Waking hours: Renee Dilworth, the healthcare chaplain at the Coombe
Renee Dilworth (65) is the healthcare chaplain of the Coombe Women & Infants University Hospital. She lives in Dublin with her husband, Philip. They have four children - Ciaran (39), Niall (36), Orna (33) and Aisling (27)
When I wake, I look in the mirror and say, 'Thank you Lord for another day'. I'm a practising Catholic, but this is not so much a prayer, as an acknowledgement of the day. I'm glad that I got up that morning, and thankful for a good night's sleep.
After a shower, I have a cup of tea, and focus on getting out the door. My husband, Philip, is still in bed. He'll say, 'Have a nice day.' I get into work at 6.30am.
I'm the healthcare chaplain in the Coombe, which is a non-denominational hospital. I go to the oratory and make sure that it's in good order. It's a quiet space. Before I start work, I take five minutes to prepare myself for the day. I just ask for whatever blessings I need to get me through.
Then I go into St Gerard's ward, which is on the fourth floor. This is where we have all our bereaved families. It is for any family who has had a miscarriage, a neo-natal death - which is when the baby has died within the first 28 days of birth; or if somebody was diagnosed with a stillbirth overnight. It might be a tiny miscarriage - 10 weeks - up to a 40-week-plus term. A baby might have only taken two breaths.
We have three bereavement suites on the ward, with en suite rooms where dads can stay, and family would have open visiting. We don't have any babies on those wards, so that bereaved families are not going to get upset hearing other babies crying. They are very secluded and protected.
What can I do for a family who has lost their baby? I support them through this terrible tragedy. It might be just a hand on the shoulder. Just to be present, that's the key. And then in your presence, you build up a trusting relationship with them. They trust you so much with this precious little baby. Not many people know these babies.
The midwives will tell me if somebody came in during the night, and I will know their names. Sometimes the parents will have the baby in the cot, and other times, they will let their baby go to the quiet room, where we can keep baby safe so that the parents can have a sleep.
We encourage the parents to spend as long as they need with their little baby. If it's a miscarriage, mum might have kept the remains with her. Or she might have let it go to the quiet room, if it's so tiny and too upsetting.
People are so vulnerable and sensitive. I offer my condolences. If dad is around, I acknowledge his grief and his loss, too. Then I ask if I can have a look at their little baby. I tell them that their baby is beautiful. And then I'll make sure that the baby is dressed in accordance with the way I think he or she should be dressed. If the baby is very tiny, we have little vests and gowns for them.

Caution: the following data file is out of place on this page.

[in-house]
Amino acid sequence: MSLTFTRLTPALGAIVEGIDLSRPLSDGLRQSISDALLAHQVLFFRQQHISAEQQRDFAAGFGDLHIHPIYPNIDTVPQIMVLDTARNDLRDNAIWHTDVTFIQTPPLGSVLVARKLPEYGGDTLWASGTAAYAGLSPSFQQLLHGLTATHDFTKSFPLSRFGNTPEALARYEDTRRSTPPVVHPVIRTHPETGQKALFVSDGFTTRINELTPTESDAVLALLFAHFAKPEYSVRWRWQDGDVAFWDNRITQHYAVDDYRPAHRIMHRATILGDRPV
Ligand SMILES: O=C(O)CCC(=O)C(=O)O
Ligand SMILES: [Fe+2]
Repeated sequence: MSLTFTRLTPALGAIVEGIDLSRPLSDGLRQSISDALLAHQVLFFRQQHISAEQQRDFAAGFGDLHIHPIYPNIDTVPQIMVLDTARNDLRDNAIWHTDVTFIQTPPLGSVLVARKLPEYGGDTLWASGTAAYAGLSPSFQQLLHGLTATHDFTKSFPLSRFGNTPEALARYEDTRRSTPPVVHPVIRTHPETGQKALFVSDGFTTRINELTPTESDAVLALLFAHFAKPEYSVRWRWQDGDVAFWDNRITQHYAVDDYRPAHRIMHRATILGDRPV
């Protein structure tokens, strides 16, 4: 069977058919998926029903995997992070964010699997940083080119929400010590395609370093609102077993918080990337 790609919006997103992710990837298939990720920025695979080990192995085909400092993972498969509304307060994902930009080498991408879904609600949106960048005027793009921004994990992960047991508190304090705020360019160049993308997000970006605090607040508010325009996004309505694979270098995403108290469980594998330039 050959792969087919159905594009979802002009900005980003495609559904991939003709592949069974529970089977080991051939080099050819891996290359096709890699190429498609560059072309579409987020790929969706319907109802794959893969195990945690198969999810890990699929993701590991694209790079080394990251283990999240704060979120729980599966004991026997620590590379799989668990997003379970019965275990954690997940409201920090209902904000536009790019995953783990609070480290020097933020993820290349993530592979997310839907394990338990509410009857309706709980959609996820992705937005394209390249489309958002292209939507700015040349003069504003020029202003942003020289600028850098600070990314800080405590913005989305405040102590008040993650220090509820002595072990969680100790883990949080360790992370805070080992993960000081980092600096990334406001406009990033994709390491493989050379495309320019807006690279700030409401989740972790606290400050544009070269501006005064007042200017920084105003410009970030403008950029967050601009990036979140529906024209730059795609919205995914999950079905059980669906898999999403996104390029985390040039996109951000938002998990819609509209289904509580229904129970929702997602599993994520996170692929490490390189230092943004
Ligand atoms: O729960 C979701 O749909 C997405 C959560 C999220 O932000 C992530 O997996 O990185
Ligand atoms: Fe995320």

Listening would be the key role of the chaplain. There are lots of tears. They are thinking, 'This is not supposed to happen; we were supposed to be taking our baby home, and now we're just taking home a memory box'.
They can tell me to leave or call me when they need me. But at some stage, I need to go back to them. All these babies have to be buried. That's the role of the chaplain here in the hospital as well.
I ask them if they have thought about what burial arrangements they would like for their baby. The hospital covers the cost of the baby in Glasnevin Cemetery, and we provide the coffin for any family. We have a 12-inch coffin and a 24-inch coffin. It's very tastefully done.
Some people have the prayer service in our mortuary chapel. Most people don't know that this building exists. I certainly didn't when I had my four babies here in the hospital. It was a real eye-opener.
Sometimes if the baby is under 24 weeks, parents might say, 'Just take the baby away. I don't want to attend'. They might have three other children at home who don't know that mum was pregnant. But I would encourage them to tell the children that the baby has died. Some day the following week, the parents might be upset, and the children will think that they have done something wrong.
I advise to always tell the truth to siblings, no matter how young. It is important that they learn about death, because it's part of life.
Recently, I was in a crematorium with a family. The two-year-old boy knew about the baby's death, but he was playing with his toy figure, as if he was not minding a thing. But when the curtain started to close, he started to cry. I was very struck by that.
Another time, I saw a child who was about three. The baby was in the coffin, and he put in some Jelly Tots for him. But for the whole hour, he was looking in. Then he asked if he could take the sweets back. He was very aware that his brother wasn't going to eat them.
My working day is from 7am until 3.30pm, but I am on call 24/7.
As a chaplain, you've got to take care of yourself. You can't take your work home with you, and I don't. When I get in the door, I put on my jammies, and switch off by watching Neighbours and Home and Away. I have really good hobbies - gardening and making cards - and they keep me sane.
I enjoy my children and grandchildren, and I'm deeply grateful for my family life. Sometimes, if I'm home late, Philip will meet me at the door. He'll take my bag, tell me that he has put a hot-water bottle in the bed and bring me up a cup of tea.
I'm thankful for the day, thankful that I got through it, and I pray that I'll have a good night's sleep.
In conversation with Ciara Dwyer
The chaplaincy department organises an annual remembrance service, email firstname.lastname@example.org